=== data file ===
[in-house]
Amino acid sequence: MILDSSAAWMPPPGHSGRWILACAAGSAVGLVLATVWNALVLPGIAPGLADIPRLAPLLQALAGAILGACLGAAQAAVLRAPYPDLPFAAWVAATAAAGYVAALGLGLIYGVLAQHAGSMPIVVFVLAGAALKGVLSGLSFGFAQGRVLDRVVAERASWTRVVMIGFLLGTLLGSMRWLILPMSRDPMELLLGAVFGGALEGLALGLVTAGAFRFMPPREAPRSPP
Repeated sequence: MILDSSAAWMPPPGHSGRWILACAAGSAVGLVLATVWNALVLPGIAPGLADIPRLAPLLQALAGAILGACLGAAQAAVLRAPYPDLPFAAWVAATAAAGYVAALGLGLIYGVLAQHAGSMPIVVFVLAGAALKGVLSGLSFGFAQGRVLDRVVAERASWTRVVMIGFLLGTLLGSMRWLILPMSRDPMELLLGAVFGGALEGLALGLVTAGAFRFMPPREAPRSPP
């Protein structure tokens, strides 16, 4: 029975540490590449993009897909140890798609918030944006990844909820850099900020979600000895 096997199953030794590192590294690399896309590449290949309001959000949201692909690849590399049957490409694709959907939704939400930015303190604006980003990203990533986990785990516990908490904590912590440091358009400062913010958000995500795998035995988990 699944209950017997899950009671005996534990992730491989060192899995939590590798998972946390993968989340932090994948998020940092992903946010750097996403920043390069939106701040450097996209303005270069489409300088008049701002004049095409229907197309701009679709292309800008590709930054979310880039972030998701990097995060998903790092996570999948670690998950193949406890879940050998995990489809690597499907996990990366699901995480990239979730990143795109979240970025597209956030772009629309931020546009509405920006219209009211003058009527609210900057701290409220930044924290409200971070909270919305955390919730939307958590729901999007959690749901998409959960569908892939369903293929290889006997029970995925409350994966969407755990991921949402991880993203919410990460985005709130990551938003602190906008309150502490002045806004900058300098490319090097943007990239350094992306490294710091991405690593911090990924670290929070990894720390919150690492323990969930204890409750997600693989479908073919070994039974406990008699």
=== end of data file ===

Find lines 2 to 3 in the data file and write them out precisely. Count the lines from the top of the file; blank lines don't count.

Amino acid sequence: MILDSSAAWMPPPGHSGRWILACAAGSAVGLVLATVWNALVLPGIAPGLADIPRLAPLLQALAGAILGACLGAAQAAVLRAPYPDLPFAAWVAATAAAGYVAALGLGLIYGVLAQHAGSMPIVVFVLAGAALKGVLSGLSFGFAQGRVLDRVVAERASWTRVVMIGFLLGTLLGSMRWLILPMSRDPMELLLGAVFGGALEGLALGLVTAGAFRFMPPREAPRSPP
Repeated sequence: MILDSSAAWMPPPGHSGRWILACAAGSAVGLVLATVWNALVLPGIAPGLADIPRLAPLLQALAGAILGACLGAAQAAVLRAPYPDLPFAAWVAATAAAGYVAALGLGLIYGVLAQHAGSMPIVVFVLAGAALKGVLSGLSFGFAQGRVLDRVVAERASWTRVVMIGFLLGTLLGSMRWLILPMSRDPMELLLGAVFGGALEGLALGLVTAGAFRFMPPREAPRSPP